Technology Corner: March/April 2014 

Changes in Healthcare Demand Different Thinking ––>

There’s an old joke about an extension agent who approaches a farmer and tells him that a $10 book on how to farm better will make him twice the farmer he is now. The farmer scratches his head and says, “Heck, son, I don’t farm half as good as I know how to now.” Times are changing in healthcare, and it’s still early enough in the year to add a few resolutions. Think about each of these changes and challenge yourself as to whether you have aligned your practice accordingly.

Less Provider Centric and More Patient Centric 

In an environment where better outcomes and cost containment are still dominant, healthcare is finally realizing that without patients who are engaged and participating in their own health, the whole thing goes thud. As a practitioner who has more contact with patients, this should give you an opportunity to be actively involved in participatory healthcare. You can identify, measure, and make interventions to help patients achieve healthcare goals that are important to them and to the healthcare system in which you practice. This isn’t to say that you will have to figure out a way to be competitive in the distribution aspect of your practice.

Accountable care organizations (ACOs) are looking to partner with providers who can deliver efficient and effective transactions, but they really need to identify providers who can help manage patients between encounters. ACOs are predicted to double in number during 2014. Check the Internet to see if there is an emerging ACO in your area with which you can affiliate. We believe that pharmacists are uniquely positioned to help patients when they exit hospitals and doctor appointments, and when they begin new therapies. Adherence has been addressed by former Surgeon General C. Everett Koop, who said, “Drugs don’t work in patients who don’t take them.” Adherence is also closely associated with your medication therapy management service offering. The takeaway is whether or not your practice can legitimately claim that you can deliver a patient-centric, observable, and measurable outcome that engages patients and their nonprofessional caregivers whenever possible.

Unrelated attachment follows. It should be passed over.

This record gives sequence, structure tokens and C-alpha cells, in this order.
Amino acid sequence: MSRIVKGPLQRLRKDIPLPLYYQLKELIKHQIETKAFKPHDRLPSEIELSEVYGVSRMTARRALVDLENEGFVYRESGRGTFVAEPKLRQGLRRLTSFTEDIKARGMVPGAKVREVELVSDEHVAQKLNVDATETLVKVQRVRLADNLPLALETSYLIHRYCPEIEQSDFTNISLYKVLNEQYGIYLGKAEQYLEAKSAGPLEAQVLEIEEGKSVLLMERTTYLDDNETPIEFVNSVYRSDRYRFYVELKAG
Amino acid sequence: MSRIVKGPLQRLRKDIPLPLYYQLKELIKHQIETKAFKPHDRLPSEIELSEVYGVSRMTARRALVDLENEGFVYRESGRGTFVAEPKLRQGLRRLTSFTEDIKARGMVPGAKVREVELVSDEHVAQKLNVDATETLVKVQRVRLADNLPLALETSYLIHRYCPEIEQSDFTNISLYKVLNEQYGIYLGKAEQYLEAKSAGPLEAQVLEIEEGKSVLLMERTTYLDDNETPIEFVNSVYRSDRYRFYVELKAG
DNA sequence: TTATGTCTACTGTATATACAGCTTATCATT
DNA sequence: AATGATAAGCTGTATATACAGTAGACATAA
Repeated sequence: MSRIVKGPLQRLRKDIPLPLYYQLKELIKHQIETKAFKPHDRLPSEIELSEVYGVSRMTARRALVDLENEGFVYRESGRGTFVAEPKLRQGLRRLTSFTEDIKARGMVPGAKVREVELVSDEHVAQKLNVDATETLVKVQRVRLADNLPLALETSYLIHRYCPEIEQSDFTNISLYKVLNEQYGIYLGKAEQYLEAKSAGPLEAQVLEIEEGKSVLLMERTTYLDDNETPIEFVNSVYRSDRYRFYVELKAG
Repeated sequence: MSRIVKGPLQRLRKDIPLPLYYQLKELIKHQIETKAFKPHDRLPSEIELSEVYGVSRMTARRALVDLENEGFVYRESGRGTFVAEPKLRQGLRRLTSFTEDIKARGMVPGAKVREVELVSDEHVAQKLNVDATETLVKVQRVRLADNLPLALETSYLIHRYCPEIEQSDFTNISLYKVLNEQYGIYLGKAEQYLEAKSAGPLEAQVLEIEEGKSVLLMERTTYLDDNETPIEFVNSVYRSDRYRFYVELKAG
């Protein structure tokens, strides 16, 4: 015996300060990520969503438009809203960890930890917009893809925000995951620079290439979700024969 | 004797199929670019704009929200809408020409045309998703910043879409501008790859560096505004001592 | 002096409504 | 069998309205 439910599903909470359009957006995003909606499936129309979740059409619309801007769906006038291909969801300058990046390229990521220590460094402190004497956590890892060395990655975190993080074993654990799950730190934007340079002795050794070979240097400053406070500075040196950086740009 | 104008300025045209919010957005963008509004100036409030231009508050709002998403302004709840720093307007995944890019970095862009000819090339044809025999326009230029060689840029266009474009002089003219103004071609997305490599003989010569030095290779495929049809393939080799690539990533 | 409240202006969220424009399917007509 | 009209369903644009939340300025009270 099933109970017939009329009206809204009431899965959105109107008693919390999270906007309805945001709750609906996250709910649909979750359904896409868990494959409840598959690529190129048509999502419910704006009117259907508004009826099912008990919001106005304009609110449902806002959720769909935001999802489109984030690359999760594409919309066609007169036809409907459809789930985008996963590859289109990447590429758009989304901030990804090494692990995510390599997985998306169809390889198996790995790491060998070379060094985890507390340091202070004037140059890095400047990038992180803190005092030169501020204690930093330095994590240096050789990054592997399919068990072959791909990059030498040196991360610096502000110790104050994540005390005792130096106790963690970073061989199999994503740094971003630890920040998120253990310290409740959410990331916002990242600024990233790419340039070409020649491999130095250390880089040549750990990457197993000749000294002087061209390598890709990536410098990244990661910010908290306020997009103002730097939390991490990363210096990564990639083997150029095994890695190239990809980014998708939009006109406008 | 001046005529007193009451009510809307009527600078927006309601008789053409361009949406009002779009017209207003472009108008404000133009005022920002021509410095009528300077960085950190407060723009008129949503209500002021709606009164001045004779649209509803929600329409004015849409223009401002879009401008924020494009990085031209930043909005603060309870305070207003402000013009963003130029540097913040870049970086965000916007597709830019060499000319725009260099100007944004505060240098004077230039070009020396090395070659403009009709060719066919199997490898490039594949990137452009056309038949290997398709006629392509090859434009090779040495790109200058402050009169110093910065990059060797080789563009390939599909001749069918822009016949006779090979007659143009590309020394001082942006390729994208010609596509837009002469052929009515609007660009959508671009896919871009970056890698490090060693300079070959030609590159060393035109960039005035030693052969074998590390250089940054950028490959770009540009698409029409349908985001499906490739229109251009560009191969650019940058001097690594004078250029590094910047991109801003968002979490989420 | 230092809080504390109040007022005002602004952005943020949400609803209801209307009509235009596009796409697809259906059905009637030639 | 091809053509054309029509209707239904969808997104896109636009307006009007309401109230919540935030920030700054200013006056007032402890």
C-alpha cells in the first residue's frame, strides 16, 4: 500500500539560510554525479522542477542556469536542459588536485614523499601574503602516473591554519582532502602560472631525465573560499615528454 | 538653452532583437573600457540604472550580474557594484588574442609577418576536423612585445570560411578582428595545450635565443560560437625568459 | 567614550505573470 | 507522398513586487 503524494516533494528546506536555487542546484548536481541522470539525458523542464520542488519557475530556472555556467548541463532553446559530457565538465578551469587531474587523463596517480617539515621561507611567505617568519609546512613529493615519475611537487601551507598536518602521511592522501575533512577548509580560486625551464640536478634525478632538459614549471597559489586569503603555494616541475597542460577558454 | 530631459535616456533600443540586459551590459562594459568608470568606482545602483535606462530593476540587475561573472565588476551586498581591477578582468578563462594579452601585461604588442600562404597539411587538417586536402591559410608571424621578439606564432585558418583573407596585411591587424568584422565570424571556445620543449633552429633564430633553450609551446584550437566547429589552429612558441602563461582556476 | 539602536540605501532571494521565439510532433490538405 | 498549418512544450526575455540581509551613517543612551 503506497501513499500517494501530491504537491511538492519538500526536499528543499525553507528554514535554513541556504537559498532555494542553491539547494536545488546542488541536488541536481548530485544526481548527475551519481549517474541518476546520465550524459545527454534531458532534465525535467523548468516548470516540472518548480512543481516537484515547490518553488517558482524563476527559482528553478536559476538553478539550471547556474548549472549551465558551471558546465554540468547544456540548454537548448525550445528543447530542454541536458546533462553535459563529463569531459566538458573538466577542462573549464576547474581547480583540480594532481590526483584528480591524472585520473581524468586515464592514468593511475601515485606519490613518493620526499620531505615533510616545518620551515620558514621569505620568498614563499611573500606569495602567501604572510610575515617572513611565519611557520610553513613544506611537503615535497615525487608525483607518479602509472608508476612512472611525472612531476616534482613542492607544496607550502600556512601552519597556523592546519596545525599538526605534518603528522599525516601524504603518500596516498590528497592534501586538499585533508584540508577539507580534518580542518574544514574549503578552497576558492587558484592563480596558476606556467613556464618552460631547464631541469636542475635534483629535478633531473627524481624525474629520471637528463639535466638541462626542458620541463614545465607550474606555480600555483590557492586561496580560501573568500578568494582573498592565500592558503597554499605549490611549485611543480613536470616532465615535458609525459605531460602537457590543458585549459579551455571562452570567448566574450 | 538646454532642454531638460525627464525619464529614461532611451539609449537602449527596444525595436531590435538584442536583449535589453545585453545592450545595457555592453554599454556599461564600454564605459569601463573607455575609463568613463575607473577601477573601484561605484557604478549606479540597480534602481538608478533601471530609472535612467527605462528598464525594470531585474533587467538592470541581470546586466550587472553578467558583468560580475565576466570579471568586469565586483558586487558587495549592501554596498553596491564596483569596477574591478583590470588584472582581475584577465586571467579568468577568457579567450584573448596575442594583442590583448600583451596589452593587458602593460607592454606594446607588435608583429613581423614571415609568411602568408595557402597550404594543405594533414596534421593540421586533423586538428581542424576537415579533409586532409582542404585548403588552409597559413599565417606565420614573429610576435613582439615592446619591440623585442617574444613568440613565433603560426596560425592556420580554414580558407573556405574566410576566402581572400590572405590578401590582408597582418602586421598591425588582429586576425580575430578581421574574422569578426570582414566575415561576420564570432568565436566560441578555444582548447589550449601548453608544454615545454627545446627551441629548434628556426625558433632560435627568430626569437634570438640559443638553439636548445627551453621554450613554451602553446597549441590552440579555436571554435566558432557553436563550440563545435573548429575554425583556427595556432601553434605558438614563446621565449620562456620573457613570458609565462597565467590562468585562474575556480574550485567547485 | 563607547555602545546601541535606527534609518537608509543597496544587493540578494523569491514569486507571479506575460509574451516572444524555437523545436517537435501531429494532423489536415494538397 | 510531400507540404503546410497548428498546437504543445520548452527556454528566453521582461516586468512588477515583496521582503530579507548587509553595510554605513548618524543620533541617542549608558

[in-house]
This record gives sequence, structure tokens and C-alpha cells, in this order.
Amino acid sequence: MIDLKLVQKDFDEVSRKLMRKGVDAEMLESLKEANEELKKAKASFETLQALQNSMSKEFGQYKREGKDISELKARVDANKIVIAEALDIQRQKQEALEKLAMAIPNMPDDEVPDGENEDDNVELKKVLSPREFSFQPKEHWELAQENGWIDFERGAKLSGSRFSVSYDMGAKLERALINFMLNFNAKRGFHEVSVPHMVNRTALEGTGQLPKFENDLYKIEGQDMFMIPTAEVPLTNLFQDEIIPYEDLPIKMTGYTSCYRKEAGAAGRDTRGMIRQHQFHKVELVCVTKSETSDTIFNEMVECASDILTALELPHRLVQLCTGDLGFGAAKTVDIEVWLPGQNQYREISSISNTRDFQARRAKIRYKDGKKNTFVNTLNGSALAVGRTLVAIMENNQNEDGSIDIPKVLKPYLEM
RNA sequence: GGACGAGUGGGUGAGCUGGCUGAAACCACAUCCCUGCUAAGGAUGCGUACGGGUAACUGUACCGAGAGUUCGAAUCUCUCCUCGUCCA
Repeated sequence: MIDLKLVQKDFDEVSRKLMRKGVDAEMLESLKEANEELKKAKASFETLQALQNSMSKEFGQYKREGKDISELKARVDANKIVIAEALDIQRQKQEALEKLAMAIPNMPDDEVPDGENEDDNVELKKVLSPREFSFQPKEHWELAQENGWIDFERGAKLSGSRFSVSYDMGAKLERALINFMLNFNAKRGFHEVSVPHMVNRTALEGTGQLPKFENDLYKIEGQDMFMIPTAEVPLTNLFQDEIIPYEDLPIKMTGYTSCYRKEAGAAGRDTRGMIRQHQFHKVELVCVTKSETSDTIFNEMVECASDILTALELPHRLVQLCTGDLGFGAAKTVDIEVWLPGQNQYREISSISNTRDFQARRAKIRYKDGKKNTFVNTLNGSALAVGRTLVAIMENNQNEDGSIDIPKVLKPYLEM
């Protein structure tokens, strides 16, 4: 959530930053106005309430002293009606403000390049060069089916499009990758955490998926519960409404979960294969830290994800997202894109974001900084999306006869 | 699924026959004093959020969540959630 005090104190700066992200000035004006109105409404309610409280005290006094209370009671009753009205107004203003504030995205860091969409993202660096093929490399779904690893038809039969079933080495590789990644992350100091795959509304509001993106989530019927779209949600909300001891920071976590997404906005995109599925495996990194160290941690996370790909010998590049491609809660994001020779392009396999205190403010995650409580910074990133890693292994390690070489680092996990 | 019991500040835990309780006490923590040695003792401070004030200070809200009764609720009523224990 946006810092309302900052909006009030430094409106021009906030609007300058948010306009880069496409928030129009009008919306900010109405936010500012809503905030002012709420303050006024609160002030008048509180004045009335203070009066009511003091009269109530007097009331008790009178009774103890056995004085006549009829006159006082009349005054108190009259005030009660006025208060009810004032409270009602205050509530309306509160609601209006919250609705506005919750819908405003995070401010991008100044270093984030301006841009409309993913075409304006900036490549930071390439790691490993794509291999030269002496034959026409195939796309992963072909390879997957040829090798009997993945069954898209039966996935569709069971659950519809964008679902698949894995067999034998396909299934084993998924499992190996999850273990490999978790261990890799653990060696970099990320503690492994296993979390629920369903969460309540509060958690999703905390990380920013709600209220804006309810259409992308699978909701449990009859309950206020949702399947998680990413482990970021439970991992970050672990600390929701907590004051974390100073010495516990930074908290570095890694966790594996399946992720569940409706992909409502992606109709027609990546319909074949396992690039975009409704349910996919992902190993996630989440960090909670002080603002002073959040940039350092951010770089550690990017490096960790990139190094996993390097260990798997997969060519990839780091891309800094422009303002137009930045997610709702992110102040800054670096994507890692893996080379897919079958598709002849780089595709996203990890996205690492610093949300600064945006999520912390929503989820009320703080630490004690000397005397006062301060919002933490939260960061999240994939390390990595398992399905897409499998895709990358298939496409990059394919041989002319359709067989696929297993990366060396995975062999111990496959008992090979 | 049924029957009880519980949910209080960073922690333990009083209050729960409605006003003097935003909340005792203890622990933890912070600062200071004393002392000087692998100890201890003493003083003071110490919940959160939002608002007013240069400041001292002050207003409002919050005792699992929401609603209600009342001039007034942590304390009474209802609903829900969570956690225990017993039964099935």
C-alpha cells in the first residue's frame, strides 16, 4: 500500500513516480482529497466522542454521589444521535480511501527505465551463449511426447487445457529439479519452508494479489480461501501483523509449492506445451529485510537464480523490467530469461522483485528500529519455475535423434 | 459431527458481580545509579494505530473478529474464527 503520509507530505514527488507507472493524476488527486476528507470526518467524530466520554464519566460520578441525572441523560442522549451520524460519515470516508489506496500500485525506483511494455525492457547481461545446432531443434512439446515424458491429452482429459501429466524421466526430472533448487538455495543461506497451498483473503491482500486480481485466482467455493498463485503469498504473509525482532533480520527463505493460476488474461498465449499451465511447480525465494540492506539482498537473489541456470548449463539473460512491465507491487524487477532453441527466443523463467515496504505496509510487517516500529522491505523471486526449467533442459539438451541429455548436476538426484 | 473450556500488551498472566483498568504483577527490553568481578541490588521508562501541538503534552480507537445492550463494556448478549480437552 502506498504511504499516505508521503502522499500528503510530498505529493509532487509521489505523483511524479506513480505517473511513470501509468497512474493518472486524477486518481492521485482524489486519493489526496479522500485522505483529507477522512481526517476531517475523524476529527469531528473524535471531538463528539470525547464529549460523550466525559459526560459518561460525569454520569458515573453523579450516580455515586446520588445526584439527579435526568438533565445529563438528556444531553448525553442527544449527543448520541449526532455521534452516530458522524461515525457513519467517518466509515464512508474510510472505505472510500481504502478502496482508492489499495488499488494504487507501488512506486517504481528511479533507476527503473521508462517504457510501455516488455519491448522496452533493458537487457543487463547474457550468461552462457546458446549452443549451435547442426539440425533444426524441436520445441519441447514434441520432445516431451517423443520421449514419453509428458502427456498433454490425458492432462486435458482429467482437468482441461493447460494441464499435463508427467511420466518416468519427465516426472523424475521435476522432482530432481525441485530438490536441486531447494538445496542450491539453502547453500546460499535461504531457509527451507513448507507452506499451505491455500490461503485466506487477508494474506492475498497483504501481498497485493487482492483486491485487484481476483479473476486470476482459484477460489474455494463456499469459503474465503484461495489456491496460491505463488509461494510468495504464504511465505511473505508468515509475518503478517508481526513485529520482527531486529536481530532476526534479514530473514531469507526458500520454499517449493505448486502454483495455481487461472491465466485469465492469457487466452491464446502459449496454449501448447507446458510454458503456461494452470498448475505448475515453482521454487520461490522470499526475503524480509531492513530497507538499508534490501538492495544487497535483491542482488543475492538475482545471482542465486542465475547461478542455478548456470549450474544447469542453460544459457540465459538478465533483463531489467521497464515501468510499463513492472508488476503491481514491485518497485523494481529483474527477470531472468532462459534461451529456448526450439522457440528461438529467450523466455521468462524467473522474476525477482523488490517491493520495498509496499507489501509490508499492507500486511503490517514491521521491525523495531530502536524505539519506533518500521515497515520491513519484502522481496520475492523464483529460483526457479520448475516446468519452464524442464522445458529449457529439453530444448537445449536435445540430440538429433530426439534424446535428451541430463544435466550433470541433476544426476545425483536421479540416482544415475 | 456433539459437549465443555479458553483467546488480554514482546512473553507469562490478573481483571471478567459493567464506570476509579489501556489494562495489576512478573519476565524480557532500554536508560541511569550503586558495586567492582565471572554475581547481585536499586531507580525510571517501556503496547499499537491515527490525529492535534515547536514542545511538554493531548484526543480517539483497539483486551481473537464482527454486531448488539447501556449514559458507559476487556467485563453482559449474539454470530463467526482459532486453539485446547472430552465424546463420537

Value-Based Reimbursement and Accountability 

Accountability used to focus primarily on financial accountability. But clinical accountability and quality measures are receiving new attention, especially as CMS implements the Five-Star Quality Rating System for health plans. Do you believe that your practice is better in these measures than your competitor’s? Can you prove it? Are you tracking what value you bring to patient care? How many reports from your pharmacy management system do you regularly review that would provide you with evidence to make the claim that you bring a higher value with your efforts? How often do you perform follow-up with patients to make sure that the medication prescribed is achieving results? How frequently are you chasing down “no-show” patients on both acute and chronic medications?